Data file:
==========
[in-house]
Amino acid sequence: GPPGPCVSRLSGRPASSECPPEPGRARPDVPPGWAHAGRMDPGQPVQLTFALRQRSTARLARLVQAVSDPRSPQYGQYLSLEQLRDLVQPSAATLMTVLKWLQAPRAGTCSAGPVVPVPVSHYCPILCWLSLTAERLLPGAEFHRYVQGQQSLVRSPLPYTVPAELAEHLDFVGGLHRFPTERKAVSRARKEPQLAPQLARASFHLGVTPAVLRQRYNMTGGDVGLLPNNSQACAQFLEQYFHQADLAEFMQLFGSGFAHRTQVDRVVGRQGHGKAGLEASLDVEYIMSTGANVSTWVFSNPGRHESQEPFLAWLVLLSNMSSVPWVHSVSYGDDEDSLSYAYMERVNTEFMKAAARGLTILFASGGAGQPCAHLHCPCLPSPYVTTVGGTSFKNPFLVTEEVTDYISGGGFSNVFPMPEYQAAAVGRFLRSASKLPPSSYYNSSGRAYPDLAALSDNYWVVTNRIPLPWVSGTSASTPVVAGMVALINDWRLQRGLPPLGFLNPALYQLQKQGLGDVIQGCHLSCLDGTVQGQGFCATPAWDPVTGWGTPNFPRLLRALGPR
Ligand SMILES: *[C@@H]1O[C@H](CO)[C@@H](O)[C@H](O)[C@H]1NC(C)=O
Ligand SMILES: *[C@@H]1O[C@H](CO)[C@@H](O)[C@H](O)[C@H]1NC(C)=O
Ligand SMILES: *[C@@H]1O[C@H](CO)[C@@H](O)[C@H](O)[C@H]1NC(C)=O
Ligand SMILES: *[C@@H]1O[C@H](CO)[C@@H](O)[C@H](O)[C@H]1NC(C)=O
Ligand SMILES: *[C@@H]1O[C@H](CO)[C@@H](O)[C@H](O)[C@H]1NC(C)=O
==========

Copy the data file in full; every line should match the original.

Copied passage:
[in-house]
Amino acid sequence: GPPGPCVSRLSGRPASSECPPEPGRARPDVPPGWAHAGRMDPGQPVQLTFALRQRSTARLARLVQAVSDPRSPQYGQYLSLEQLRDLVQPSAATLMTVLKWLQAPRAGTCSAGPVVPVPVSHYCPILCWLSLTAERLLPGAEFHRYVQGQQSLVRSPLPYTVPAELAEHLDFVGGLHRFPTERKAVSRARKEPQLAPQLARASFHLGVTPAVLRQRYNMTGGDVGLLPNNSQACAQFLEQYFHQADLAEFMQLFGSGFAHRTQVDRVVGRQGHGKAGLEASLDVEYIMSTGANVSTWVFSNPGRHESQEPFLAWLVLLSNMSSVPWVHSVSYGDDEDSLSYAYMERVNTEFMKAAARGLTILFASGGAGQPCAHLHCPCLPSPYVTTVGGTSFKNPFLVTEEVTDYISGGGFSNVFPMPEYQAAAVGRFLRSASKLPPSSYYNSSGRAYPDLAALSDNYWVVTNRIPLPWVSGTSASTPVVAGMVALINDWRLQRGLPPLGFLNPALYQLQKQGLGDVIQGCHLSCLDGTVQGQGFCATPAWDPVTGWGTPNFPRLLRALGPR
Ligand SMILES: *[C@@H]1O[C@H](CO)[C@@H](O)[C@H](O)[C@H]1NC(C)=O
Ligand SMILES: *[C@@H]1O[C@H](CO)[C@@H](O)[C@H](O)[C@H]1NC(C)=O
Ligand SMILES: *[C@@H]1O[C@H](CO)[C@@H](O)[C@H](O)[C@H]1NC(C)=O
Ligand SMILES: *[C@@H]1O[C@H](CO)[C@@H](O)[C@H](O)[C@H]1NC(C)=O
Ligand SMILES: *[C@@H]1O[C@H](CO)[C@@H](O)[C@H](O)[C@H]1NC(C)=O